Strawberries: Crisis in Prices

Over 85% of the UK strawberry crop is now grown in a tunnel “table top” system. This is a system of hydroponics where no soil is used. The plants are grown in plastic troughs full of insulation and fed automatically through a water flow to which chemical fertilisers are added. Also, pesticides as needed are fed to the plants.

They are picked by gangs of mostly Eastern Europeans especially brought in for the work. No English persons are interested in working 12-hour shifts, picking continuously for 24 hours a day, with lights being set up for the night time shift. All staff live on site and are paid minimum wage, plus a bonus for exceeding the standard quota amount.

It is highly skilled work and very physically demanding. The workforce tend to be only in UK for a few months of the summer and send the bulk of their hard earned money back to their own country to help support their families; so relatively little of the money remains in the local community.

The farms are large, at least 50 acres of plastic tunnels, with almost no signs of any biodiversity. They cause considerable problems in rural areas, not just as a result of the appearance of such a huge swath of plastic, but also due to the increased flooding of local areas around the complexes.

The system is highly intensive of inputs and carries a massive carbon footprint. Yields are remarkably high, compared with crops grown in real soil; and they continue for a long season with varieties that have been especially bred for the supermarket trade, to have a long shelf life and look good.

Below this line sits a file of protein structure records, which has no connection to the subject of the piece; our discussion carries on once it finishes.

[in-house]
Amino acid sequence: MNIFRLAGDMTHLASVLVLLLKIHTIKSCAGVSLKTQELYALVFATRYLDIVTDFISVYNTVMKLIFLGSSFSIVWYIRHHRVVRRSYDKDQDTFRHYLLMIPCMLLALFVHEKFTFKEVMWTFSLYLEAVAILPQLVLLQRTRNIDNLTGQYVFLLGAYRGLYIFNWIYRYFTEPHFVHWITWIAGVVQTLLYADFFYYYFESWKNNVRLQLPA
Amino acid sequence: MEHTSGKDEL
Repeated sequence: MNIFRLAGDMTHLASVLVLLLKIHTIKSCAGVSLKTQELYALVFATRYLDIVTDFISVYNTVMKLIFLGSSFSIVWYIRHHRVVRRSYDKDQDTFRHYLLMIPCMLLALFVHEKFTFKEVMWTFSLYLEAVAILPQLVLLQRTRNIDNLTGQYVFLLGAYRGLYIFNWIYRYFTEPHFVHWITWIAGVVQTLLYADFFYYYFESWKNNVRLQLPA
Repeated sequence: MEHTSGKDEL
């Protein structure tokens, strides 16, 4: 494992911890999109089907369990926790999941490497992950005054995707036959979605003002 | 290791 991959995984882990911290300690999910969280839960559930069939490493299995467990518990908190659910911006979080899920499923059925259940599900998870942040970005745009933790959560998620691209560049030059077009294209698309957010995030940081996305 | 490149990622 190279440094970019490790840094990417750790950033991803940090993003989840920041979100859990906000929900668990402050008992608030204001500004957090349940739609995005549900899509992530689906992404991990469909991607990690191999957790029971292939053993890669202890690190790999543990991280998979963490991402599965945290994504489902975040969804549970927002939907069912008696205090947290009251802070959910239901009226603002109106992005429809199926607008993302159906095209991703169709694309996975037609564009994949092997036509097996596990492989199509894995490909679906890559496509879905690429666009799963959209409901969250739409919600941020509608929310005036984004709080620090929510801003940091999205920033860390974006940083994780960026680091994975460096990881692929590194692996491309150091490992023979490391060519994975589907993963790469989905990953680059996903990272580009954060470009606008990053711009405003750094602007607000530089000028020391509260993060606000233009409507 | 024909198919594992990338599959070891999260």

Due to the high inputs, the risks to the growers is quite low as they have strict control over the whole system and pest and disease are generally of low impact. The establishment of these farms is hugely capital intensive and as a result they tend to be run by large companies.

The cheap strawberries that you can buy in any supermarket are nearly all grown in this way, so if you buy such produce you may be supporting this form of agriculture that has no respect for the environment or the rights of people employed in that system.

We were the first ever organic strawberry growers in the UK and have perfected our system of production to ensure that the environment is fully protected and enhanced. We use living soil to grow our crop and never use any fertilisers or pest control products. We have no need to justify or make any apology for the price we charge, as it is still too low to be realistic; we have had to invest heavily to improve our planting systems and accept a much lower return than we did when we started this venture almost half a century ago.